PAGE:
The leading edges of pulses 150 and 152 correspond to the zero crossings of signal 142 and are utilized to control the charge accumulated by sample and hold circuits 132 and 134. For the example illustrated by the signals on FIGURE 1, these charges are represented by the signals on lines 136 and 138, referenced, for convenience, to a zero voltage level. These signals are subtracted by subtractor 158, which generates the aforementioned DC. bias for variable gain amplifier 124 on line 126. Amplifier 124 is thus automatically adjusted in accordance with the skew of signal 108 to provide variable gain for its differential, signal 120. As a result, the signal on its outing the same crossing points on the horizontal axis. Signal 172 is peaked by differentiator 174, the result, signal 176, appearing on line 178. .The remainder of the circuitry in zero crossing detector 148 serves to separate out the two center peaks, which correspond to the zero crossings of signal 172. Flip-flops and 182, preferably of the set-reset type, are normally in the reset state but may be set by negative-going pulses; Thus, the negative peaks of signal 176 may set flip-flop 180 while, due to the action of inverter 184, the positive peaks mayset flipfiop 18-2. However, gate 183, controlled via line by flip-flop 180, operates to inhibit the setting of flip-flop 182 until after flip-flop 180 has been set. As a result, with regard to signal 176; the left positive peak has no effect on either flip-flop; the left negative peak sets fiipfiop 180, which, in turn, opens gate-183; the right positive peak is made negative by inverter 184, passes through gate 133 and sets flip-flop 182; and, the right negative peak hasno etfect on flip-flop 180 because this flip-flop is already set, and has. no efiec-t on flip-flop 182 because of the conversion to a positive peak by inverter 184., The appropriate outputs of flip-flops 180 and 182 are in turn peaked by ditferentiators 186 and 188, respectively, and drive singleshots 190 and 192, respectively, to provide, on lines 154 and 156, a pair of negative-going rectangular signals 194' and 196, the leading edge of the former occurring simultaneously with the left negative peak of signal 176 and the leading edge of the latter occurring simultaneously with the right positive peak of signal 176. The repetition rates of single shots 190 and 19 2 are identical and, of course, are chosen appropriately to the system parameters,*including the rotation velocity of drum 100 (FIGURE l),'the speedo'f selection of which channel select matrix 117 is capable, etc. so as not to cause overlap of playback pulses resulting from adjacent recorded binaries.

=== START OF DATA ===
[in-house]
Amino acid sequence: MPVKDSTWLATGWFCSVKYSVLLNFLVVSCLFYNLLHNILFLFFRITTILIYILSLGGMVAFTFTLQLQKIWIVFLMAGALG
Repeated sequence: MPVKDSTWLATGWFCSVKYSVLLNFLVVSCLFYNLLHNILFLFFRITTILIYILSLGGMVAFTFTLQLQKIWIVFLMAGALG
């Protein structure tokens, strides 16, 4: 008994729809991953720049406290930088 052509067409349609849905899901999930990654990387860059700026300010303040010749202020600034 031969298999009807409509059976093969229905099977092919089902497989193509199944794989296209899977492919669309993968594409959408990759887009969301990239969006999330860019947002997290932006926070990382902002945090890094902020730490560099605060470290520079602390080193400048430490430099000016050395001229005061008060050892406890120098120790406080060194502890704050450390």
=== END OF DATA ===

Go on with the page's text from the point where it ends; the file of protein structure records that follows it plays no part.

put, line 160, comprises effectively a continuous compensation, and, when added to signal 108 by adder 110, ef-

fectuates the emission, on line 162, of a symmetrical version of signal 108, indicated as signal 164. As already pointed out, signal 164 may be further modified to provide sharp pulses for driving the computer memory flip flop.

FIGURE 2 is a presentation of zero crossing detector 148 and sample and hold circuits 132 and 134 of FIG- URE 1; this portion of FIGURE 1 utilizes the output of differentiator 146 to generate the D.-C. bias for variable gain amplifier 124. FIGURE 2 provides greater detail where it is considered necessary to a fuller understanding I thereof. Over-driven amplifier 168 accepts signal 142 and Lines 154 and 156 feed into sample and hold circuits 132 and 134, respectively, which are identical and are seen to comprise charge accumulators controlled by signal 120 (FIGURE 1), via lines 128 and 130, to charge and which are sampled by signals 194 and 196. Referring to sample and hold circuit 132, for example, diode 199 is normally held forward-conducting, thus disconnecting capacitor198 from line 128.' When pulse 203, on line 205, occurs as a result of inversion of pulse 194 by inverter 202, capacitor 198 charges to the level reached by signal 120 at the time of occurrence of pulse 203, thus providing a corresponding D.-C. level on line 136 which remains until the occurrence of the next pulse 203. Similar activity in sample and hold circuit 134 provides a D.-C. level of line 138' corresponding to the amplitude of the negative-going ex cursion of signal 120. As previously indicated, the voltages on lines 136 and 138 are subtracted in subtractor 158 (FIGURE 1) to provide, on line 126, a resultant D.-C. bias for control of variable gain amplifier 124.